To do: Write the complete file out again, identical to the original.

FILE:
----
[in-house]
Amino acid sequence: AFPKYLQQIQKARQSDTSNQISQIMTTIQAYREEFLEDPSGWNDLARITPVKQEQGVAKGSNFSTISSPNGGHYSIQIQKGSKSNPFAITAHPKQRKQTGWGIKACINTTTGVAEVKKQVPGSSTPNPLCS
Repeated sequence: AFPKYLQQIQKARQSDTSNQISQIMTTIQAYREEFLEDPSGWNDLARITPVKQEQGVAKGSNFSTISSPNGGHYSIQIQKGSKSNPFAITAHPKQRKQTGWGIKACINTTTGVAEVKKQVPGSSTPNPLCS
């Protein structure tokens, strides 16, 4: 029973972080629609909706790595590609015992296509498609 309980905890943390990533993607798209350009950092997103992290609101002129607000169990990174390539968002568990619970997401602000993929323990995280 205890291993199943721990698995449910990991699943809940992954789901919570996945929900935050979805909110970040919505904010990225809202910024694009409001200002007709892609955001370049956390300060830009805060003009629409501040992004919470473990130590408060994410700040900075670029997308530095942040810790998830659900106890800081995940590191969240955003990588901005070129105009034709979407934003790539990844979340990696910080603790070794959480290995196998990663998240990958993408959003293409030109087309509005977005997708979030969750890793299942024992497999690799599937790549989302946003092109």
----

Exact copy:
[in-house]
Amino acid sequence: AFPKYLQQIQKARQSDTSNQISQIMTTIQAYREEFLEDPSGWNDLARITPVKQEQGVAKGSNFSTISSPNGGHYSIQIQKGSKSNPFAITAHPKQRKQTGWGIKACINTTTGVAEVKKQVPGSSTPNPLCS
Repeated sequence: AFPKYLQQIQKARQSDTSNQISQIMTTIQAYREEFLEDPSGWNDLARITPVKQEQGVAKGSNFSTISSPNGGHYSIQIQKGSKSNPFAITAHPKQRKQTGWGIKACINTTTGVAEVKKQVPGSSTPNPLCS
């Protein structure tokens, strides 16, 4: 029973972080629609909706790595590609015992296509498609 309980905890943390990533993607798209350009950092997103992290609101002129607000169990990174390539968002568990619970997401602000993929323990995280 205890291993199943721990698995449910990991699943809940992954789901919570996945929900935050979805909110970040919505904010990225809202910024694009409001200002007709892609955001370049956390300060830009805060003009629409501040992004919470473990130590408060994410700040900075670029997308530095942040810790998830659900106890800081995940590191969240955003990588901005070129105009034709979407934003790539990844979340990696910080603790070794959480290995196998990663998240990958993408959003293409030109087309509005977005997708979030969750890793299942024992497999690799599937790549989302946003092109």